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Perry v. Tinkham

United States District Court, D. Maine

April 27, 2018

ALAN J. PERRY, et al., Plaintiffs
v.
PETER TINKHAM, et al., Defendants PETER TINKHAM, et al., Plaintiffs
v.
LAURA PERRY, et al., Defendants

          DECISION AND ORDER ON DEFENDANTS' MOTION ON JURISDICTION

          John C. Nivison U.S. Magistrate Judge

         Defendants Juliet Alexander and Peter Tinkham challenge the Court's jurisdiction in this matter. (Motion, ECF No. 254.) The Court construes Defendants' request as a motion to dismiss the case for lack of jurisdiction. The Court denies the motion.

         Background

         This consolidated case comprises two actions. The first action is case number 1:12-cv-00229, which action Defendants commenced with a complaint filed in federal district court, based on diversity of citizenship. The second action is case number 2:15-cv-00310, which action Defendants removed to this Court from the Maine Superior Court based on diversity jurisdiction.

         1. No. 1:12-cv-00229

         In their complaint in case number 12-229, [1] Defendants asserted that they were residents of Massachusetts, and they identified the other parties as residents of Florida and Maine. (Complaint at 1.) In that action, Plaintiff Alan Perry filed a motion to dismiss for lack of jurisdiction, contending that Defendants were residents of Maine. (ECF No. 7.) Defendants opposed the motion to dismiss, and filed affidavits attesting to their residency in Massachusetts. (ECF Nos. 16 - 18.) The Court noted Defendants' sworn statements concerning residency and concluded that diversity of citizenship was established for purposes of the Court's exercise of subject matter jurisdiction. (Recommended Decision, ECF Nos. 83 at 3 - 9; Order Affirming Recommended Decision, ECF No. 92.)[2]

         2. No. 2:15-cv-00310

         On August 5, 2015, Defendants removed to this Court a foreclosure and defamation action Plaintiffs filed in the Maine Superior Court. The grounds for removal included diversity of citizenship. (Notice of Removal at 2, ECF No. 1.) Additionally, Defendants argued that case 15-310 should be consolidated with case 12-229 given the common nucleus of operative facts. (Notice of Removal, ECF No. 1 at 2.)[3] Plaintiffs filed a motion to remand (ECF No. 8), which motion the Court granted based on procedural irregularities related to the notice of removal. (ECF No. 19.) Defendants appealed from the remand order (ECF No. 25), and the First Circuit vacated the Court's order of remand. (ECF No. 29.) Defendants then filed a motion to consolidate case 12-229 and case 15-310 (ECF No. 34), which motion the Court granted. (ECF No. 46.)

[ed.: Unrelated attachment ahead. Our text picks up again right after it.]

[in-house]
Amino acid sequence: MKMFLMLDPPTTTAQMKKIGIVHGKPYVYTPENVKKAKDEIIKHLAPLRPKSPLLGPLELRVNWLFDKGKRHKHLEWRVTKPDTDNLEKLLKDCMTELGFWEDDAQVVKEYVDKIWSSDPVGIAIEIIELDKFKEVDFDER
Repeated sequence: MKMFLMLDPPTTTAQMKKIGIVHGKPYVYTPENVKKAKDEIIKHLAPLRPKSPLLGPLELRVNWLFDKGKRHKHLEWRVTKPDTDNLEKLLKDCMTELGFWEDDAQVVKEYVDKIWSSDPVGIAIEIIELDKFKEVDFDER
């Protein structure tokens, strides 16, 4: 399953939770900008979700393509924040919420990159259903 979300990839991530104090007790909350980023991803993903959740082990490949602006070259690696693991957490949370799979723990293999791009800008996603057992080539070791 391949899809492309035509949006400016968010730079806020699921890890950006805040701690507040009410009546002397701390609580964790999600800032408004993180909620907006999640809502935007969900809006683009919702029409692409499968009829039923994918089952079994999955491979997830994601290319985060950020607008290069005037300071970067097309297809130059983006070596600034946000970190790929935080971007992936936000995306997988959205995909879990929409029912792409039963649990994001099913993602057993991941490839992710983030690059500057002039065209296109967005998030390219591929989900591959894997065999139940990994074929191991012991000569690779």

Discussion

         In this case, the subject matter jurisdiction of the Court is based on 28 U.S.C. § 1332, which provides that the district courts of the United States “shall have original jurisdiction of all civil actions where the matter in controversy exceeds the sum or value of $75, 000, exclusive of interest and costs, and is between [inter alia] citizens of different States[.]” Id.

         For the exercise of diversity jurisdiction to be valid, there must be “complete diversity of citizenship as between all plaintiffs and all defendants.” Connectu LLC v. Zuckerberg, 522 F.3d 82, 91 (1st Cir. 2008). In the context of removal, the relevant citizenship is the citizenship that existed on the date of removal. D.B. Zwirn Special Opportunities Fund, L.P. v. Mehrotra, 661 F.3d 124, 125 (1st Cir. 2011) (per curiam).[4]

         Here, the uncontroverted record, which includes Defendants' representations to the Court, establish the complete diversity required for jurisdiction. In addition, based on the parties' filings, the Court is convinced that the amount in controversy satisfies the jurisdictional threshold. The matter, therefore, is within the Court's subject matter jurisdiction.

         To the extent Defendants contend the Court lacks jurisdiction over their persons, in a diversity action, a federal district court's power to exercise jurisdiction over the person of a defendant who lives outside of the state in which the court is located is the same as that of a state court. Tice v. Taiwan Shin Yeh Enter. Co., 608 F.Supp.2d 119, 121 (D. Me. 2009). A federal court, therefore, looks to the state's long-arm statute to determine whether it restricts the reach of the state's courts and, if not, the federal court must determine whether the exercise of jurisdiction is consistent with the Due Process Clause of the United States Constitution. Id. The Maine long-arm statute provides that state courts may exercise jurisdiction over claims against nonresident persons “to the fullest extent permitted by the due process clause, ” 14 M.R.S. § 704-A(1), and thus the due process inquiry generally controls. Tice, 608 F.Supp.2d at 121 - 22.

         Due process principles provide that a court can exercise personal jurisdiction over a defendant in the context of a specific case where (1) the litigation arises out of the defendant's forum-state activities; (2) the defendant's in-state contacts reflect the “purposeful availment of the privilege of conducting activities in the forum state, thereby invoking the benefits and protections of that state's laws and making the defendant's involuntary presence before the state's courts ...


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